The Island Line: From Rail to Trail
Building the Island Line Trail
In 1899, the Rutland-Canadian Railroad built the Island Line - one of the world's most spectacular stretches of the railbed. The incentive behind the extraordinary effort was the connection between the bustling New England seacoast and the Great Lakes. The Island Line finally provided a direct Rutland-owned connection from southern New England to Lake Ontario.
The Island Line served the New England communities well until moving freight by other means became cheaper. The last passenger and freight trains ran in 1953 and 1961 respectively. It was not until the early 1980's that Burlington citizens began to rally around the idea of a trail on the abandoned line.
The Winooski River Bridge
The former railroad bridge over the Winooski River was dismantled in 1972 – only 8 years before citizens organized to redevelop the rail line into a trail. Local Motion’s Winooski River Bike Ferry provided an interim means of connecting the trail between Burlington and Colchester from 2000-2004 and helped to prove the demand for the connection across the river. After the current Winooski River bridge opened to much fanfare in 2004, the ferry operation moved north along the trail to the 200’ cut in the 3-1/2 mile long Colchester-South Hero Causeway.
The Burlington & Colchester Trail Bridge officially opened on August 1st, 2004 with hundreds of enthusiastic trail users. The bridge and its associated ½-mile elevated boardwalk is the link that has permanently united the Burlington Bike Path and the Colchester Causeway into a stunning 14-mile regional trail.
The last Winooski River ferry ran on October 13, 2003, as the new trail bridge was being constructed. This would be the last day of service for old Bike Ferry I -- it was retired after six years of service. Bike Ferry II would move up to The Cut in the causeway.
The Bike Ferry Over Time
Local Motion's first Bike Ferry ran across the mouth of the Winooski River between Delta Park in Colchester and the Auer Family Boat House in Burlington. It all started when Brian Costello stopped Chapin Spencer on Burlington's College Street in 1997. Brian told Chapin of his vision to connect the Colchester Causeway Park with the Burlington Bike Path. Brian donated a motor and Chapin donated a boat. Charlie and Christine at Auer's Boat House agreed to host the ferry service. Governor Dean and community leader Bill Hauke were our first passengers in 1998.
Each year we have improved the service. Volunteer Steve Hard built our first real stairs down to donated docks in 2001. In 2004, Bike Ferry III christened the "Bill and Carole Hauke" thanks to the generous lead gift that enabled its purchase. As a larger, more stable pontoon boat, it could provide a more reliable service. In 2005, a quick capital campaign raised $55,000 to install new ramps and docks.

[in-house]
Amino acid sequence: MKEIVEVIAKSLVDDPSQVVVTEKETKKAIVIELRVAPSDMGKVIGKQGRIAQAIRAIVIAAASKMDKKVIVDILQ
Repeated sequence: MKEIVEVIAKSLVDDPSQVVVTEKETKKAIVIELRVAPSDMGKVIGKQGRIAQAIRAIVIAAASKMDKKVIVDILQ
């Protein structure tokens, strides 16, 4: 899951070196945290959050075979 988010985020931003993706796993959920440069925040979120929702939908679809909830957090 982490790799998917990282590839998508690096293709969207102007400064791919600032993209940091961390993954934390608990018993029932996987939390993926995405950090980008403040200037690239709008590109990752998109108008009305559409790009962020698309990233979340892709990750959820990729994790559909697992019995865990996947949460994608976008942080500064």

Each year ridership and support have grown. In 2005, we started operating two 6-passenger ferries at the cut to handle the demand. By 2008, we were boarding an average of over a hundred passengers per day. Thanks to our 60-100 volunteers who make this demonstration service possible.
The Big Fix: Island Line Restoration
A few years ago, we were on the cusp of launching a capital campaign to raise the remaining funds for our new Bike Ferry infrastructure out at The Cut. In the spring of 2011, Lake Champlain rose to an all-time record high, the damage making it likely that the causeway would be lost, and the capital campaign would be put on hold indefinitely... Then, an extraordinary thing happened -- all the towns came together and FEMA determined the Causeway was eligible for disaster relief funding, covering 80% of the reconstruction costs.
Local Motion decided that instead of canceling the campaign, we would expand our goals and launch a campaign to raise matching funds to rebuild the causeway and the Bike Ferry. That successful campaign was the Big Fix. This campaign united support among the municipalities for the Island Line Rail Trail and brought a new awareness to the extraordinary nature and value of this resource to the whole region.
On November 1, 2012, Local Motion and RunVermont handed over a $50,000 check to the City of Burlington as repairs commenced on two areas of the path (Lakeview Cemetery and Northshore).